Why I’m Begging you to Stop Calling Yourself an Aspiring Writer

Why I’m Begging you to Stop Calling Yourself an Aspiring Writer

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(Aka please don’t feed the banshee).

I’ve been pondering this topic for a while, but when I woke this morning to the You’re-a-Fraud banshee shrieking in my ear, I knew today was finally the day to write this blog post.

Have you met the You’re-a-Fraud banshee? She’s the inverse patron saint of writers. I first heard this term (or one close to it) from my friend Heidi Boynton who teaches confidence to girls using athletics (it’s an amazing program called Mini Mermaids). In that program, Heidi refers to our harsh inner critic as The Siren, which is that voice in your head that confirms all your worst beliefs. You can’t get published, your work isn’t good enough. Other writers are real. You’re a fraud. One day you’ll be found out. 

In my case at 7am this morning it was:

“Oh my God all these real and talented writers are going to this conference I’m headed to. I’m just a fraud who dropped out, lives in Colombia and tweets on social media, and yes, maybe I wrote a book, but it’s not like I’ve found an agent yet and I’ve barely added any words in the last month, and I’m not even sure book two will be as good as book one … and … and..”

At that point I jumped out of bed and told my banshee what’s what (more below on how I learned to do that).

It’s not a coincidence that most people in creative fields have met our not so friendly banshee and in my opinion it’s directly related to this “aspiring” writer description.  That’s why I want to make a case that it’s time to get rid of the term.

Recently the pervasiveness of this “I’m a fraud” thought among my writer friends sunk in when I saw my two most popular tweets and retweets below.

So what’s the correlation between calling yourself an aspiring writer and learning to quiet the You’re-a-Fraud banshee? If you’ll allow, let’s take a side trip for a moment to my career before writing, when I was a marketing executive.

For twenty years I worked in Vice President of Marketing and Chief Marketing Officer roles in technology companies ranging from massive Fortune 50 companies to startups. And not once in twenty years did I call myself an aspiring anything. Not even when I was starting out and clueless.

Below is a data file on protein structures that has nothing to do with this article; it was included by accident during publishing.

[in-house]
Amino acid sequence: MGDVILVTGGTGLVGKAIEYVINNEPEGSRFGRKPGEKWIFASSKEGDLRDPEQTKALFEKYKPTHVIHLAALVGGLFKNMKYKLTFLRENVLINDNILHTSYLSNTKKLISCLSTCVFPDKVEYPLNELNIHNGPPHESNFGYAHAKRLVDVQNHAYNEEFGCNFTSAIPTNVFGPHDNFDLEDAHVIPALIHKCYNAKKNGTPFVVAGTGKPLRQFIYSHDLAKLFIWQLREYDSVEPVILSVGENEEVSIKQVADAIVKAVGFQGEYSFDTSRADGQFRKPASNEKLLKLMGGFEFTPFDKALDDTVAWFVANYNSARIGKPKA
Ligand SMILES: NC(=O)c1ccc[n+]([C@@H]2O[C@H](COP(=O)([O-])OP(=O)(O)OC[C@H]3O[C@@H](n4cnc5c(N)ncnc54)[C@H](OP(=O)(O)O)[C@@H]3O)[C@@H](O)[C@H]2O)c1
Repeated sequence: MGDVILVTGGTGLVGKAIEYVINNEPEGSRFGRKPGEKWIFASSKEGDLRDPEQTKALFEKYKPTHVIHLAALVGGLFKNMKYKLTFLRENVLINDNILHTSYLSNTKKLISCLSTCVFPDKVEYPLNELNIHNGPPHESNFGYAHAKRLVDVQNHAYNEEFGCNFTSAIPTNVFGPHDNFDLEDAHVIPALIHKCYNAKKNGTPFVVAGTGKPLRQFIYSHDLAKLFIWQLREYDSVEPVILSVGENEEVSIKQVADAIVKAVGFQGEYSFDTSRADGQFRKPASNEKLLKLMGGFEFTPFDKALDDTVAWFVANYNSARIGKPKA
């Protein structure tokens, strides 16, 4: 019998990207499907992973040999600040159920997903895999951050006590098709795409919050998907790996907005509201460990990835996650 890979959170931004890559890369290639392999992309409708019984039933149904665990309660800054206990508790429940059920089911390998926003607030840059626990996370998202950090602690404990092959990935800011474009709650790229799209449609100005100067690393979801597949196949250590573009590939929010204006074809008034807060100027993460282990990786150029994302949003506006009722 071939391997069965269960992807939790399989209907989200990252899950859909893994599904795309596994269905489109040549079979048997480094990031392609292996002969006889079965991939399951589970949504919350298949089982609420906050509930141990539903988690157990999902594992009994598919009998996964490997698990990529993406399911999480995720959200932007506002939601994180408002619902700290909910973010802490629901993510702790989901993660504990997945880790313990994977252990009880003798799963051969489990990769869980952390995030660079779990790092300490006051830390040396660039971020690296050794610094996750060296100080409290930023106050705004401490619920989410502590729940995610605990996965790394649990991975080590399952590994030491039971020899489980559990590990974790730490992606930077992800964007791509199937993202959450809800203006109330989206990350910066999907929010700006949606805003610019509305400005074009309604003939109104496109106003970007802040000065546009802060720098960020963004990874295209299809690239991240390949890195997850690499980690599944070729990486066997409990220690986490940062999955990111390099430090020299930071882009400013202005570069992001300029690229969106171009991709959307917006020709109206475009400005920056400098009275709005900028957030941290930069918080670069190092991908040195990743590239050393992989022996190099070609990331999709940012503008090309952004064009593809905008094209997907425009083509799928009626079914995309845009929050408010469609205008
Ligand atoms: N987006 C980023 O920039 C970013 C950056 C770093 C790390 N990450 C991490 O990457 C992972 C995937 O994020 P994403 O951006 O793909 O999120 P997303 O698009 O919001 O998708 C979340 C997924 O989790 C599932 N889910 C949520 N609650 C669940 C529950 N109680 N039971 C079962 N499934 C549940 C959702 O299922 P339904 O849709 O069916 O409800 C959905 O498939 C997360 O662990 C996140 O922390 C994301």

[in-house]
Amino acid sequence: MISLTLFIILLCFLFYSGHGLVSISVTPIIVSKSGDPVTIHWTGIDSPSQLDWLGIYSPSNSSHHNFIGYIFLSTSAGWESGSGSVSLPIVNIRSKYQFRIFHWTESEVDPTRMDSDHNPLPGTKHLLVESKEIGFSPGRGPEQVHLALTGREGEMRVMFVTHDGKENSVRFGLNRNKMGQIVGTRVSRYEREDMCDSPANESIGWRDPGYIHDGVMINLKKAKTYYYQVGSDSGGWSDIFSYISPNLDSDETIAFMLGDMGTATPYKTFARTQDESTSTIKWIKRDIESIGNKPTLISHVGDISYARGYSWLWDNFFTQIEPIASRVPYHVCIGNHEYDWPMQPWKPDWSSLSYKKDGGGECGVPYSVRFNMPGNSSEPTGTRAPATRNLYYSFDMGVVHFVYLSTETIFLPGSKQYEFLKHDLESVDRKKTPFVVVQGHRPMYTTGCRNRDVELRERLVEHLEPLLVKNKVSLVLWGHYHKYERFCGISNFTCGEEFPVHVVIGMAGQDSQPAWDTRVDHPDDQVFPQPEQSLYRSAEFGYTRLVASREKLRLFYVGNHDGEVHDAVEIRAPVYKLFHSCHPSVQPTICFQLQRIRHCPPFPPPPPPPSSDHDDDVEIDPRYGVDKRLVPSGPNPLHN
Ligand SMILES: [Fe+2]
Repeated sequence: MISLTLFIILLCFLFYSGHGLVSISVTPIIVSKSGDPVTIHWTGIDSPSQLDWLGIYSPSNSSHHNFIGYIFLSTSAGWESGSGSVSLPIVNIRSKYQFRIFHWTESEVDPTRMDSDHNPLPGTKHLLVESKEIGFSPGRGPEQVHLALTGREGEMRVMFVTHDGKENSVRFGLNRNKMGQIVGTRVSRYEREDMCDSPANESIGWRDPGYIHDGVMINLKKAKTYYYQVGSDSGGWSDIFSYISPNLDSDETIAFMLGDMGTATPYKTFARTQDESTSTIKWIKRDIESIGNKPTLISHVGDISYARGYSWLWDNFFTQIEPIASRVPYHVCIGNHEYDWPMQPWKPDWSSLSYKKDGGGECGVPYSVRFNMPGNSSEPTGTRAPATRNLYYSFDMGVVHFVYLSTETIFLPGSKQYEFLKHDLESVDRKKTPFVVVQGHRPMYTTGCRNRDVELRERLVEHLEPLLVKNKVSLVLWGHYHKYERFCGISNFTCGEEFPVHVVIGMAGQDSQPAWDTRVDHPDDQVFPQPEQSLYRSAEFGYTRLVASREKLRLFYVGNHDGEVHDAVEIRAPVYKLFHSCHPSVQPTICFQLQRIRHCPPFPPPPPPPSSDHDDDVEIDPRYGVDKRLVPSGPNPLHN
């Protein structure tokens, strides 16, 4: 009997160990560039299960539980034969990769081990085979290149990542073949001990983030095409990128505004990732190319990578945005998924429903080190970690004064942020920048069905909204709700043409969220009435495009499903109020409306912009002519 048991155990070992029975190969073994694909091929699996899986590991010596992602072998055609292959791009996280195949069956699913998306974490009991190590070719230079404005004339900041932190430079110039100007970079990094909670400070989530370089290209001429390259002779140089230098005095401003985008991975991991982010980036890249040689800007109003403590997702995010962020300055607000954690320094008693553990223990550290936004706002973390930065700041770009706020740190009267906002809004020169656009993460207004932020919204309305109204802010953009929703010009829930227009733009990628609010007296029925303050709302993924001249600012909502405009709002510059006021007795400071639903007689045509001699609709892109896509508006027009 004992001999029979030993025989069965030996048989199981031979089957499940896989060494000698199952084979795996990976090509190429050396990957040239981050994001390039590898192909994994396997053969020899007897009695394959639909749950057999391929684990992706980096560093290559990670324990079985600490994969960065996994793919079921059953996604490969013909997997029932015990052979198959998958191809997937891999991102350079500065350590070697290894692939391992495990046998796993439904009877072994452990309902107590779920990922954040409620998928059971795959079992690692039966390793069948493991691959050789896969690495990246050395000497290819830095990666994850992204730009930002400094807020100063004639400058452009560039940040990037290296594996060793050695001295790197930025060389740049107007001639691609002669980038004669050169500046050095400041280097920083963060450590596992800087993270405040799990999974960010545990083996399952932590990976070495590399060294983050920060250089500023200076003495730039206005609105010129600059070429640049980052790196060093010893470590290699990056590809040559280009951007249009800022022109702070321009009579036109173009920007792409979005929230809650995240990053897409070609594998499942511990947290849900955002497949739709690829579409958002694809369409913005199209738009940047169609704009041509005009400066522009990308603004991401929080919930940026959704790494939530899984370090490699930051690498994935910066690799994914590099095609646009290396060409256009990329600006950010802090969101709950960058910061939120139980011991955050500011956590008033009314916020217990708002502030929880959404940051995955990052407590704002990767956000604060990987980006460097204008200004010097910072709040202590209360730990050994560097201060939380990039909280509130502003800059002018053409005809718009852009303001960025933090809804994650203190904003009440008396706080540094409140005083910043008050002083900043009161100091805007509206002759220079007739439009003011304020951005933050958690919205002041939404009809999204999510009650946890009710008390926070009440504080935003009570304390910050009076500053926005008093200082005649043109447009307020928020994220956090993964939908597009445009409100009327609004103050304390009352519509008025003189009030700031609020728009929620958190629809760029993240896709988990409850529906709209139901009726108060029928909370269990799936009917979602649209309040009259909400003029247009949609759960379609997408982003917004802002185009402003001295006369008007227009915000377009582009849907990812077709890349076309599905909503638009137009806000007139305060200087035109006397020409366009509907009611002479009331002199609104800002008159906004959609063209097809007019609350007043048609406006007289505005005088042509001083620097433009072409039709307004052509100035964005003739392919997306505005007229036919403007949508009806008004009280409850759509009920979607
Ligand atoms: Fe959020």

Not when I was an intern with almost no skills other than making coffee (I’ve never even heard of an “aspiring intern”). Not when I was a newbie in my first job, a junior product marketer who learned how a spreadsheet worked at the same time as she struggled to price 200 products and promotions into 20+ different currencies (pre-Euro). And yet, I’ve never heard of an aspiring marketing manager, either.

So what’s the difference?  Did I come with ready-made competence in the jobs I was thrust into? Hell, no.  And yet I never once called myself aspiring, because the very term implies you aren’t able to do your job. You aren’t capable. You aren’t completing marketing tasks for your company on a Monday morning; you’re just pretending. And I might not have been perfect, but I was darn well doing the job as best I could. Every day. Just like you are writing, not just hoping to maybe to write something one day.

Aspiring doesn’t just mean you are not an expert, it means you are aren’t capable. And I know you are. You are writing. You’re already a writer.

Recently I’ve started to wonder why I get infuriated when I see aspiring in someone’s social media or hear them introduce themselves that way at a conference. My honey is a woke guy and he likes to say that if something triggers you, it’s time to look inside to find the answer.

So, why do I want to slam something through a glass table every time I see that word on a twitter profile? The answer is the banshee. I’m ashamed of her.

I’m battling the banshee every day, and I’m begging you to pleeeeease stop feeding her.

A year ago I heard the amazing Cynthia Whitcomb (screen writer) give a talk at Willamette Writers Conference and deviate into a side-bar on writer doubt. What she taught me has immensely helped. The siren doesn’t listen when we tell her to just shut up. As proof, have you ever tried saying “Just for ten minutes, I won’t think about that thing that’s worrying me.” How did that work out for you?

The only way to silence the banshee is to feed her facts. That’s what I did this morning when I jumped out of bed. For me it’s facts like: